Other G.O.A.T Queries:

1. Dear Agent,

You appear to be a well connected genius. Your hair is very nice (even though your website picture is from like, five years ago).

I am a very smart person who is well qualified to tell my story. I have fancy degrees and a marketable face. Also, I don’t suck at interviews.

If you would like to play the publishing lottery with me, please email me back.

You’re really, really smart and powerful.

Humbly but with confidence,

e

2. Dear (secret) Agent,

I read that you enjoy witty banter in the query letters you receive. I suck at dad jokes but maybe you’re a Charles Dickens Agent?

I don’t even know what that joke means but, I wrote a very important book that could change existence for trauma survivors. So, if you’re not too exhausted from the global pandemic, wanna help me get a kick ass book deal?

Word, e

ps: that’s both a joke and a clue

3. Dear Agent,

I thoroughly enjoyed reading about your hobbies, achievements and book wish list. You have done many important things. Hurrah! We’re so friendly now.

So, I wrote a book. It’s pretty great. My platform is wicked small cause I’m not famous and have yet to be adopted as a pet project by an influential white lady with buckets of money. But, I managed to crawl out of poverty with an intact sense of optimism. All I really need is a graphic designer, professional editor, giant marketing team and a legit publisher to help make you lots of money with the pretty great book I wrote.

If you’d like to pimp me out to one of the Big 5 I’d be super grateful.

Your pal in the universe, e

4. Dear Agent,

Your horse farm in the Berkshires contributes greatly to your agent aesthetic. Everyone who knows you is very impressed by how awesome your life turned out.

I’m not as awesome as you but I’m an ok writer. I’d say, I’m at least better than the ghost writers of celebrity memoirs who say ‘f’ a lot and name drop. I don’t really have any names to drop but a few sentences in my book are def mic drops!

I can send you my book proposal, CV, a photocopy of my highest degree, my most recent lab results, a hair sample or whatever else you think might help you decide if I’m worthy enough to get put on a shelf next to metaphors about polar bears.

I love you (is that weird?), e

5. Dear Agent,

Can we just cut the crap and do this?

Call me.

e

14 thoughts on “The Greatest Query Letters of All Time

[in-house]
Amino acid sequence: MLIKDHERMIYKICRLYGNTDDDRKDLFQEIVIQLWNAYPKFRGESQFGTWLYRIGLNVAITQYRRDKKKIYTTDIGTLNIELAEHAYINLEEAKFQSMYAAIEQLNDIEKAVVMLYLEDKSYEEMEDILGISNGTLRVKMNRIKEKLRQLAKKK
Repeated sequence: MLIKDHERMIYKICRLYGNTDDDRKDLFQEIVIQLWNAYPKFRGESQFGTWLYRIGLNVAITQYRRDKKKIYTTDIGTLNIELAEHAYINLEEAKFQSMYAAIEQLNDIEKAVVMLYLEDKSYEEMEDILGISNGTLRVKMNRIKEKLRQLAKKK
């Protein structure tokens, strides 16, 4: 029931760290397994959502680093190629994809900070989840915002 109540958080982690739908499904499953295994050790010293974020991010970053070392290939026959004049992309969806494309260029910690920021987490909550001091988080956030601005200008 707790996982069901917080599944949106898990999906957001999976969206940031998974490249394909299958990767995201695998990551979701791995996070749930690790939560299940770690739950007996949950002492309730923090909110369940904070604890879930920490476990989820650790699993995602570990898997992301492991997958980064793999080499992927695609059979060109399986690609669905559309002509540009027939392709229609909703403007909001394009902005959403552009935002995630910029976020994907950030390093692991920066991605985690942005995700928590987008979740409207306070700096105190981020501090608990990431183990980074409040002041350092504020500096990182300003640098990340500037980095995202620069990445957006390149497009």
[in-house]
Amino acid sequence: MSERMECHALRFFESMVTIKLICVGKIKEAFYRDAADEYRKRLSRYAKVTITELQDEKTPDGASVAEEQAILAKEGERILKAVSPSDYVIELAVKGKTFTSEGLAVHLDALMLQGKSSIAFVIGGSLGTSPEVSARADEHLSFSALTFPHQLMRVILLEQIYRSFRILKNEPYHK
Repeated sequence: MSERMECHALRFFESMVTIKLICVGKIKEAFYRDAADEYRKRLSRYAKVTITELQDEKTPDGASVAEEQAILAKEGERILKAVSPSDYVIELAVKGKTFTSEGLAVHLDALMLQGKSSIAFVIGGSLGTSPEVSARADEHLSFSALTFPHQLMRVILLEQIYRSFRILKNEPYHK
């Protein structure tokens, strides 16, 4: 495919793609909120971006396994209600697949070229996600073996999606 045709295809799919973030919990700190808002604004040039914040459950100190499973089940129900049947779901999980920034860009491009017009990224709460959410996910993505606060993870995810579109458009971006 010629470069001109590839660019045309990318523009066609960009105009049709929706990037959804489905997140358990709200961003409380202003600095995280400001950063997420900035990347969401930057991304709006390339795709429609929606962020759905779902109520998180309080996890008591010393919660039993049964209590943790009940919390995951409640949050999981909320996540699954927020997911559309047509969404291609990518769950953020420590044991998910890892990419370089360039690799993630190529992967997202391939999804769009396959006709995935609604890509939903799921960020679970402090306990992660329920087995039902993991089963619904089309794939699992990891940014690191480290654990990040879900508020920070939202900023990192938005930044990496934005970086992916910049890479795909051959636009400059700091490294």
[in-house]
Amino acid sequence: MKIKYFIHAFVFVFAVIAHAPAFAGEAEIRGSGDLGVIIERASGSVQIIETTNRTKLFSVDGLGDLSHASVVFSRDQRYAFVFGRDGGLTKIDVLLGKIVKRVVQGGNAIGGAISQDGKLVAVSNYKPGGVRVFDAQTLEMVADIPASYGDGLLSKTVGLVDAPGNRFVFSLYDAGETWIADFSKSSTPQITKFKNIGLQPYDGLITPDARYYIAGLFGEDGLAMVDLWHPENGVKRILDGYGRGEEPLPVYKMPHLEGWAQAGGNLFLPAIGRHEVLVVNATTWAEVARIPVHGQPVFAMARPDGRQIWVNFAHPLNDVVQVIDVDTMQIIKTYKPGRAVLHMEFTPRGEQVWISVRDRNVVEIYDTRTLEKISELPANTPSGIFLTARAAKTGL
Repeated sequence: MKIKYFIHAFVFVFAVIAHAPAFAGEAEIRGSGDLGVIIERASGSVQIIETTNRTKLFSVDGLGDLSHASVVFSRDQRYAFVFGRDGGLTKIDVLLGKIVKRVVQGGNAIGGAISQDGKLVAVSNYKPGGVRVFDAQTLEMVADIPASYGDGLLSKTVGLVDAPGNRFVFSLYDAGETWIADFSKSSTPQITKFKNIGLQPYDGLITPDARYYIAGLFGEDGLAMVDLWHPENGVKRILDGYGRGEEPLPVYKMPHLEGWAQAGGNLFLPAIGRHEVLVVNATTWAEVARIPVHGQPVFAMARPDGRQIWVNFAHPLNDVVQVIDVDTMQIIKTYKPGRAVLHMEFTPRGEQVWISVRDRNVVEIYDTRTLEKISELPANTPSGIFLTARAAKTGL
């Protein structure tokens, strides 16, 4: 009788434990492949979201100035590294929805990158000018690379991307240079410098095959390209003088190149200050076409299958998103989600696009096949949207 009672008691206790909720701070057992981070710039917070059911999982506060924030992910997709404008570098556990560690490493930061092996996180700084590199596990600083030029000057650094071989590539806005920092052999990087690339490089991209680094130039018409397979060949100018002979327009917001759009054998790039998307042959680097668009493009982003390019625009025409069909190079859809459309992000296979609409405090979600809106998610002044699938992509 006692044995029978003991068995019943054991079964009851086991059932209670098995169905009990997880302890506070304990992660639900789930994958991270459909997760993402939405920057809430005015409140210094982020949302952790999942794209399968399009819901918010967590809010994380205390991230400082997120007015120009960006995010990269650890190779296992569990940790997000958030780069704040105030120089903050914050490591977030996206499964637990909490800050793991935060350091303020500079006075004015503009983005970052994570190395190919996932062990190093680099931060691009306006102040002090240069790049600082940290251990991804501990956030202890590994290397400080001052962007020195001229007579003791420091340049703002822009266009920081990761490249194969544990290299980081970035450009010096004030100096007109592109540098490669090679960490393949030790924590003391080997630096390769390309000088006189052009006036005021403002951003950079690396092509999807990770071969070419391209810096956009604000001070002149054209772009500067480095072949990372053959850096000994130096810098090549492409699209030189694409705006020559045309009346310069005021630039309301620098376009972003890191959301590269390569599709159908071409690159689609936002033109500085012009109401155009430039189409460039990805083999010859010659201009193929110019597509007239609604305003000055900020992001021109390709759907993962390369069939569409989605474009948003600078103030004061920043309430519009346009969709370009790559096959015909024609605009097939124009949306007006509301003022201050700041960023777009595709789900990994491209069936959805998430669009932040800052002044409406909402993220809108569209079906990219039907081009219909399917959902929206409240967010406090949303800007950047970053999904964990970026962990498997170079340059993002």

1. ROFL. Know the feeling. Near-enough nobody is interested in trauma articles no matter how insightful and well-written, if you’re not already famous, or connected to someone with leverage. Near-nobody = maybe somebody somewhere who’s as much of a black sheep as us. Harry Potter got published after receiving many rejections, because at long last somebody’s *kid* read it and said, “You’ve got to publish this!”

    James Herriot AKA “All Creatures Great And Small” had dozens of rejections and had given up. His wife kept sending the manuscript around, without him even knowing, and eventually it hit a yes…

    The thing that keeps repeating in that story is that the people who are supposed to know what many people are going to be interested in actually missed what went on to become some of the most lastingly influential and popular things…

    If your book was read by enough people, it would take off by word of mouth. Brett says: “The Martian” was originally published piecemeal in a blog, before getting a book deal and then having a movie made out of it. Also some e-books ended up being picked up by professional publishers. Wanna publish an e-book?

    Though personally, I still think you’d win a first-manuscript competition somewhere, if you entered the right one – and forgot about querying publishers as you first line. Just my opinion however, and I’m not an oracle! 🙂

    Liked by 2 people

    • Ah Sue. You’re a brilliant writer. Keep sending those submissions! More and more, readers are looking for thought leaders with lived experience. None of us want to be talked at by ‘professionals’ who haven’t been there as it feels judgmental, or shaming.

      Thanks for the encouragement. All those rejection/success stories keep us going. I’ve not heard of The Martian but the author used a good tactic. We all find our way I guess.

      As for me, I have no plans of leaking beyond what I already share here, in my trainings and in that article from ages ago. I’m content with the slow and steady race.

      Cheers😊

      Like

  2. Dear Ms E, I do think that the time has come to repeat one of my favourite poems, which comes in so handy for all sorts of situations. It was originally published in a student charity paper, anonymously, back in the late 80s. I’ve never forgotten it.

    HAPPY IS THE MORON

    Happy is the moron
    He doesn’t give a damn
    I wish I were a moron
    Oh no! Perhaps I am!

    Liked by 1 person

  3. Maybe you could write letters for me. Last submission I made was responded to saying something like “even we don’t know how we come up with our selections,” which at least gave me a laugh. Break a leg! (Or lead?)

    Liked by 1 person

    • 😂😂😂that’s the best response ever!
      Finding more appropriate words today but this was very cathartic.
      If I come up with a real winner I’m happy to share the magic😁

      Liked by 1 person

  4. God, E, I really hope you’ve sent at least one of these brilliant, hilarious queries to a real agent. They caught my attention. Anyone smart enough and smart-assy enough to write these has obviously written a book worth taking a look at.

    Liked by 2 people

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